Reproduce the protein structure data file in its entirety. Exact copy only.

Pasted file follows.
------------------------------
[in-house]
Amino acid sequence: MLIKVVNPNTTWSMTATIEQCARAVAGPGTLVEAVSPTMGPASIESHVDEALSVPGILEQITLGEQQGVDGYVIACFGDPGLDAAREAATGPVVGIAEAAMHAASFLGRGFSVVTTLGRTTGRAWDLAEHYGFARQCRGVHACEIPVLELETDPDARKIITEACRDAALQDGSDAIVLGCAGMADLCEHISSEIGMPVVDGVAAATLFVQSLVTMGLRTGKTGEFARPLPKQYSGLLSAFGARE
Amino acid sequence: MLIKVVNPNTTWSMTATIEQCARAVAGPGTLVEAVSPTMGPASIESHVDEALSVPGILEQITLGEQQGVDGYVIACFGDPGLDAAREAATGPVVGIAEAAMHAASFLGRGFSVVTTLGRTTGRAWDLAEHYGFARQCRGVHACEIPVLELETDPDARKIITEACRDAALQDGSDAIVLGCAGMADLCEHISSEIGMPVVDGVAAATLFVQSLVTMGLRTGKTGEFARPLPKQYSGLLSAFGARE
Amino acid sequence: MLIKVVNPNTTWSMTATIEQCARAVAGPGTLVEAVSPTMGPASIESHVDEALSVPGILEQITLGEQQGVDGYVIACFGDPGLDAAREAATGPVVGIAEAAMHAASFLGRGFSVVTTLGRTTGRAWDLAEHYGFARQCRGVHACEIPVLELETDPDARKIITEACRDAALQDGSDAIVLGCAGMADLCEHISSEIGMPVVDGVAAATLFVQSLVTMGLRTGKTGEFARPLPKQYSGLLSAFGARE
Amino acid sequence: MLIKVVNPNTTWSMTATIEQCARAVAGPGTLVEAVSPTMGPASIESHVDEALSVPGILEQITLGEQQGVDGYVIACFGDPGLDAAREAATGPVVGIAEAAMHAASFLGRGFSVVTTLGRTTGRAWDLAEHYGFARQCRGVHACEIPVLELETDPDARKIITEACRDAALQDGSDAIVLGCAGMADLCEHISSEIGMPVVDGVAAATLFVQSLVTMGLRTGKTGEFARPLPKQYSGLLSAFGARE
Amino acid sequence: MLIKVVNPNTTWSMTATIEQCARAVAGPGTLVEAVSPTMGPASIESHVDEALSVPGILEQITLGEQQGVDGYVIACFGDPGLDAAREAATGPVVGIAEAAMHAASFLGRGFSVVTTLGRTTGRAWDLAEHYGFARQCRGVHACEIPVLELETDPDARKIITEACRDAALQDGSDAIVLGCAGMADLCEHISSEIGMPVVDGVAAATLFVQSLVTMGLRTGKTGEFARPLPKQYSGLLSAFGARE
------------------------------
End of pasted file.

[in-house]
Amino acid sequence: MLIKVVNPNTTWSMTATIEQCARAVAGPGTLVEAVSPTMGPASIESHVDEALSVPGILEQITLGEQQGVDGYVIACFGDPGLDAAREAATGPVVGIAEAAMHAASFLGRGFSVVTTLGRTTGRAWDLAEHYGFARQCRGVHACEIPVLELETDPDARKIITEACRDAALQDGSDAIVLGCAGMADLCEHISSEIGMPVVDGVAAATLFVQSLVTMGLRTGKTGEFARPLPKQYSGLLSAFGARE
Amino acid sequence: MLIKVVNPNTTWSMTATIEQCARAVAGPGTLVEAVSPTMGPASIESHVDEALSVPGILEQITLGEQQGVDGYVIACFGDPGLDAAREAATGPVVGIAEAAMHAASFLGRGFSVVTTLGRTTGRAWDLAEHYGFARQCRGVHACEIPVLELETDPDARKIITEACRDAALQDGSDAIVLGCAGMADLCEHISSEIGMPVVDGVAAATLFVQSLVTMGLRTGKTGEFARPLPKQYSGLLSAFGARE
Amino acid sequence: MLIKVVNPNTTWSMTATIEQCARAVAGPGTLVEAVSPTMGPASIESHVDEALSVPGILEQITLGEQQGVDGYVIACFGDPGLDAAREAATGPVVGIAEAAMHAASFLGRGFSVVTTLGRTTGRAWDLAEHYGFARQCRGVHACEIPVLELETDPDARKIITEACRDAALQDGSDAIVLGCAGMADLCEHISSEIGMPVVDGVAAATLFVQSLVTMGLRTGKTGEFARPLPKQYSGLLSAFGARE
Amino acid sequence: MLIKVVNPNTTWSMTATIEQCARAVAGPGTLVEAVSPTMGPASIESHVDEALSVPGILEQITLGEQQGVDGYVIACFGDPGLDAAREAATGPVVGIAEAAMHAASFLGRGFSVVTTLGRTTGRAWDLAEHYGFARQCRGVHACEIPVLELETDPDARKIITEACRDAALQDGSDAIVLGCAGMADLCEHISSEIGMPVVDGVAAATLFVQSLVTMGLRTGKTGEFARPLPKQYSGLLSAFGARE
Amino acid sequence: MLIKVVNPNTTWSMTATIEQCARAVAGPGTLVEAVSPTMGPASIESHVDEALSVPGILEQITLGEQQGVDGYVIACFGDPGLDAAREAATGPVVGIAEAAMHAASFLGRGFSVVTTLGRTTGRAWDLAEHYGFARQCRGVHACEIPVLELETDPDARKIITEACRDAALQDGSDAIVLGCAGMADLCEHISSEIGMPVVDGVAAATLFVQSLVTMGLRTGKTGEFARPLPKQYSGLLSAFGARE